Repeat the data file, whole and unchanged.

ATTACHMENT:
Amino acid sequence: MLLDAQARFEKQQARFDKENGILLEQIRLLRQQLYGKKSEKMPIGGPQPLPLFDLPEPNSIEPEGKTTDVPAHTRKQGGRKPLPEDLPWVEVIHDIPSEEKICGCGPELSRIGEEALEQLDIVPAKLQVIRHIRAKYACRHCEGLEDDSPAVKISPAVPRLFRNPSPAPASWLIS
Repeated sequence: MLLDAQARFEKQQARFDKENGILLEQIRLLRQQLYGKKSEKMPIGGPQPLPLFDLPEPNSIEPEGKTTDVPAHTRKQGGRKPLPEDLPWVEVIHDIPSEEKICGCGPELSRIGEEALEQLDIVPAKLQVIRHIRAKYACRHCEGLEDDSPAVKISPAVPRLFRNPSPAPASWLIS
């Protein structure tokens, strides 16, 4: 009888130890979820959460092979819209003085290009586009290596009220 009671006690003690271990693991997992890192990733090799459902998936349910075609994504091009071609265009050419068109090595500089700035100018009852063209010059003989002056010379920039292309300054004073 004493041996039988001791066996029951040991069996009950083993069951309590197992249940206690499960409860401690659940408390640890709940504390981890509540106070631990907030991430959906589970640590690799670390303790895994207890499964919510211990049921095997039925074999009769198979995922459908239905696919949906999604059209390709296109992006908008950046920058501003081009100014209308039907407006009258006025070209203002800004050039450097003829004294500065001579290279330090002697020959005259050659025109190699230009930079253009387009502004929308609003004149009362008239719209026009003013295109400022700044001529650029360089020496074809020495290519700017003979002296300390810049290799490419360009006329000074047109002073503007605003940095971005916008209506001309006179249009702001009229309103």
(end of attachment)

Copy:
Amino acid sequence: MLLDAQARFEKQQARFDKENGILLEQIRLLRQQLYGKKSEKMPIGGPQPLPLFDLPEPNSIEPEGKTTDVPAHTRKQGGRKPLPEDLPWVEVIHDIPSEEKICGCGPELSRIGEEALEQLDIVPAKLQVIRHIRAKYACRHCEGLEDDSPAVKISPAVPRLFRNPSPAPASWLIS
Repeated sequence: MLLDAQARFEKQQARFDKENGILLEQIRLLRQQLYGKKSEKMPIGGPQPLPLFDLPEPNSIEPEGKTTDVPAHTRKQGGRKPLPEDLPWVEVIHDIPSEEKICGCGPELSRIGEEALEQLDIVPAKLQVIRHIRAKYACRHCEGLEDDSPAVKISPAVPRLFRNPSPAPASWLIS
């Protein structure tokens, strides 16, 4: 009888130890979820959460092979819209003085290009586009290596009220 009671006690003690271990693991997992890192990733090799459902998936349910075609994504091009071609265009050419068109090595500089700035100018009852063209010059003989002056010379920039292309300054004073 004493041996039988001791066996029951040991069996009950083993069951309590197992249940206690499960409860401690659940408390640890709940504390981890509540106070631990907030991430959906589970640590690799670390303790895994207890499964919510211990049921095997039925074999009769198979995922459908239905696919949906999604059209390709296109992006908008950046920058501003081009100014209308039907407006009258006025070209203002800004050039450097003829004294500065001579290279330090002697020959005259050659025109190699230009930079253009387009502004929308609003004149009362008239719209026009003013295109400022700044001529650029360089020496074809020495290519700017003979002296300390810049290799490419360009006329000074047109002073503007605003940095971005916008209506001309006179249009702001009229309103």